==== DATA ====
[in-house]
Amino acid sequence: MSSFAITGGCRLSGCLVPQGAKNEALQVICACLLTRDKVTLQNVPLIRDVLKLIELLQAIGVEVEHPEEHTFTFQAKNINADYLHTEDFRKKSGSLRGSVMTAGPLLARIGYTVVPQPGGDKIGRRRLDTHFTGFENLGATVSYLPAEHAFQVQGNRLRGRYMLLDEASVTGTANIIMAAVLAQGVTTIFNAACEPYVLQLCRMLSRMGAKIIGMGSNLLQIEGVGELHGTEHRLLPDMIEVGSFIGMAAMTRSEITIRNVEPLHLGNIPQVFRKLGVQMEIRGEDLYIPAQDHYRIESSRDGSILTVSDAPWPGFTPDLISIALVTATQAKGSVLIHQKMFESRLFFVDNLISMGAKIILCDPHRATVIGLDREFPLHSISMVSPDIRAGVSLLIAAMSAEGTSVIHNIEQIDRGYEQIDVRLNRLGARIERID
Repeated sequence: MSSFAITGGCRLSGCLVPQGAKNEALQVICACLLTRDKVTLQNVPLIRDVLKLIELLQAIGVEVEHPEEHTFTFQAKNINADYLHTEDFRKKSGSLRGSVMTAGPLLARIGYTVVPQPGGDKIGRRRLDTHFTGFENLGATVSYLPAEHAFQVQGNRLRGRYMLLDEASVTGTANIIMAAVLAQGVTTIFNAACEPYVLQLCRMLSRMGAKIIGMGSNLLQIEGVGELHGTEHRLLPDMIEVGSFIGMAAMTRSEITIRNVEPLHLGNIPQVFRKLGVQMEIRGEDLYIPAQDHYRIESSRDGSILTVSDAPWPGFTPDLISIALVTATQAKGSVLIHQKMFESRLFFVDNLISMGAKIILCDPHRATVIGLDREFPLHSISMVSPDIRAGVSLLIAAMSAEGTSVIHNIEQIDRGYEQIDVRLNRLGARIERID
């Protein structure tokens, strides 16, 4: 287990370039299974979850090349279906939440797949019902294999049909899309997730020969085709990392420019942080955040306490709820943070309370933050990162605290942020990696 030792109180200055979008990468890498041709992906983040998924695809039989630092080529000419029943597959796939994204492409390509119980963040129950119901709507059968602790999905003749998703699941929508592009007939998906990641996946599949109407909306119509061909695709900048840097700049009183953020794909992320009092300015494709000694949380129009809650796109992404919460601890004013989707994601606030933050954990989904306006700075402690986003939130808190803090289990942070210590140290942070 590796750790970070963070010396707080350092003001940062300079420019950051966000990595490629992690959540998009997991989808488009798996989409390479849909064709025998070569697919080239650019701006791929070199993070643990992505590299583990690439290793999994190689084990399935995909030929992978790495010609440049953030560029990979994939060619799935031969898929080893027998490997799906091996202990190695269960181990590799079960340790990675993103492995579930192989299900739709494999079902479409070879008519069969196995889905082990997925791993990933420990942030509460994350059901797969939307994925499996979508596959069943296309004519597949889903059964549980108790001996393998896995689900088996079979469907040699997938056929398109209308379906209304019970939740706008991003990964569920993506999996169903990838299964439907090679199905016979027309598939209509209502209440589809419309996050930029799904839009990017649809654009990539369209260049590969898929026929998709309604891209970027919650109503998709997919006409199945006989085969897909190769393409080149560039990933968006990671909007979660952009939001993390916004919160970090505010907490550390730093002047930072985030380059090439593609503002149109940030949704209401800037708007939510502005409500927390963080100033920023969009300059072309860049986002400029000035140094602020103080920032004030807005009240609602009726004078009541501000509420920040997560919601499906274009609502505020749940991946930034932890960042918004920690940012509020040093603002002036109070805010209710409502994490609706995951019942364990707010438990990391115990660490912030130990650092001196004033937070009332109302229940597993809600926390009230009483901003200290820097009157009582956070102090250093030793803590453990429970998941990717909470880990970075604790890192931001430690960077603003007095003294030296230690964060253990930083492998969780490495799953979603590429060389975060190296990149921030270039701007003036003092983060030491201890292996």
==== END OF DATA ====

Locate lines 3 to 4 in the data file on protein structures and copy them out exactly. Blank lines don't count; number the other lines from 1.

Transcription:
Repeated sequence: MSSFAITGGCRLSGCLVPQGAKNEALQVICACLLTRDKVTLQNVPLIRDVLKLIELLQAIGVEVEHPEEHTFTFQAKNINADYLHTEDFRKKSGSLRGSVMTAGPLLARIGYTVVPQPGGDKIGRRRLDTHFTGFENLGATVSYLPAEHAFQVQGNRLRGRYMLLDEASVTGTANIIMAAVLAQGVTTIFNAACEPYVLQLCRMLSRMGAKIIGMGSNLLQIEGVGELHGTEHRLLPDMIEVGSFIGMAAMTRSEITIRNVEPLHLGNIPQVFRKLGVQMEIRGEDLYIPAQDHYRIESSRDGSILTVSDAPWPGFTPDLISIALVTATQAKGSVLIHQKMFESRLFFVDNLISMGAKIILCDPHRATVIGLDREFPLHSISMVSPDIRAGVSLLIAAMSAEGTSVIHNIEQIDRGYEQIDVRLNRLGARIERID
């Protein structure tokens, strides 16, 4: 287990370039299974979850090349279906939440797949019902294999049909899309997730020969085709990392420019942080955040306490709820943070309370933050990162605290942020990696 030792109180200055979008990468890498041709992906983040998924695809039989630092080529000419029943597959796939994204492409390509119980963040129950119901709507059968602790999905003749998703699941929508592009007939998906990641996946599949109407909306119509061909695709900048840097700049009183953020794909992320009092300015494709000694949380129009809650796109992404919460601890004013989707994601606030933050954990989904306006700075402690986003939130808190803090289990942070210590140290942070 590796750790970070963070010396707080350092003001940062300079420019950051966000990595490629992690959540998009997991989808488009798996989409390479849909064709025998070569697919080239650019701006791929070199993070643990992505590299583990690439290793999994190689084990399935995909030929992978790495010609440049953030560029990979994939060619799935031969898929080893027998490997799906091996202990190695269960181990590799079960340790990675993103492995579930192989299900739709494999079902479409070879008519069969196995889905082990997925791993990933420990942030509460994350059901797969939307994925499996979508596959069943296309004519597949889903059964549980108790001996393998896995689900088996079979469907040699997938056929398109209308379906209304019970939740706008991003990964569920993506999996169903990838299964439907090679199905016979027309598939209509209502209440589809419309996050930029799904839009990017649809654009990539369209260049590969898929026929998709309604891209970027919650109503998709997919006409199945006989085969897909190769393409080149560039990933968006990671909007979660952009939001993390916004919160970090505010907490550390730093002047930072985030380059090439593609503002149109940030949704209401800037708007939510502005409500927390963080100033920023969009300059072309860049986002400029000035140094602020103080920032004030807005009240609602009726004078009541501000509420920040997560919601499906274009609502505020749940991946930034932890960042918004920690940012509020040093603002002036109070805010209710409502994490609706995951019942364990707010438990990391115990660490912030130990650092001196004033937070009332109302229940597993809600926390009230009483901003200290820097009157009582956070102090250093030793803590453990429970998941990717909470880990970075604790890192931001430690960077603003007095003294030296230690964060253990930083492998969780490495799953979603590429060389975060190296990149921030270039701007003036003092983060030491201890292996």